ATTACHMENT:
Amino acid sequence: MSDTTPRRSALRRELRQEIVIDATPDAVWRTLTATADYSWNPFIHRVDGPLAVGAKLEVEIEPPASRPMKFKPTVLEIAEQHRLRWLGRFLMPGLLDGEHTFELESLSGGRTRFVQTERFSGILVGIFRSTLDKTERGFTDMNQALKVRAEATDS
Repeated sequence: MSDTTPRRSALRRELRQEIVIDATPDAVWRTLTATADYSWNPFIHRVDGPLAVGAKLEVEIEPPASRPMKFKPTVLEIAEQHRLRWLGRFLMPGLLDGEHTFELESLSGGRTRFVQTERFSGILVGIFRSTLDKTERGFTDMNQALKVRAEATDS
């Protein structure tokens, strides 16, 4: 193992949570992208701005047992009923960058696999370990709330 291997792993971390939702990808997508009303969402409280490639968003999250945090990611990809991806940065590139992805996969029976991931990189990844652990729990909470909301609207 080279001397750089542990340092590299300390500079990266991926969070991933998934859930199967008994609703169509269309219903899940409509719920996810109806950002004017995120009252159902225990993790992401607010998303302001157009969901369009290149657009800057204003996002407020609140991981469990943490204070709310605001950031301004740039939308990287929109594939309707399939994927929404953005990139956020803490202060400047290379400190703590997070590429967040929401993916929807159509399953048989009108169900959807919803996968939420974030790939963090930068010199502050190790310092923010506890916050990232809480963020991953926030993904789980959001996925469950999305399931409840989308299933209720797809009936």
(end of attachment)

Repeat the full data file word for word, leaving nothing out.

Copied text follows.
Amino acid sequence: MSDTTPRRSALRRELRQEIVIDATPDAVWRTLTATADYSWNPFIHRVDGPLAVGAKLEVEIEPPASRPMKFKPTVLEIAEQHRLRWLGRFLMPGLLDGEHTFELESLSGGRTRFVQTERFSGILVGIFRSTLDKTERGFTDMNQALKVRAEATDS
Repeated sequence: MSDTTPRRSALRRELRQEIVIDATPDAVWRTLTATADYSWNPFIHRVDGPLAVGAKLEVEIEPPASRPMKFKPTVLEIAEQHRLRWLGRFLMPGLLDGEHTFELESLSGGRTRFVQTERFSGILVGIFRSTLDKTERGFTDMNQALKVRAEATDS
């Protein structure tokens, strides 16, 4: 193992949570992208701005047992009923960058696999370990709330 291997792993971390939702990808997508009303969402409280490639968003999250945090990611990809991806940065590139992805996969029976991931990189990844652990729990909470909301609207 080279001397750089542990340092590299300390500079990266991926969070991933998934859930199967008994609703169509269309219903899940409509719920996810109806950002004017995120009252159902225990993790992401607010998303302001157009969901369009290149657009800057204003996002407020609140991981469990943490204070709310605001950031301004740039939308990287929109594939309707399939994927929404953005990139956020803490202060400047290379400190703590997070590429967040929401993916929807159509399953048989009108169900959807919803996968939420974030790939963090930068010199502050190790310092923010506890916050990232809480963020991953926030993904789980959001996925469950999305399931409840989308299933209720797809009936």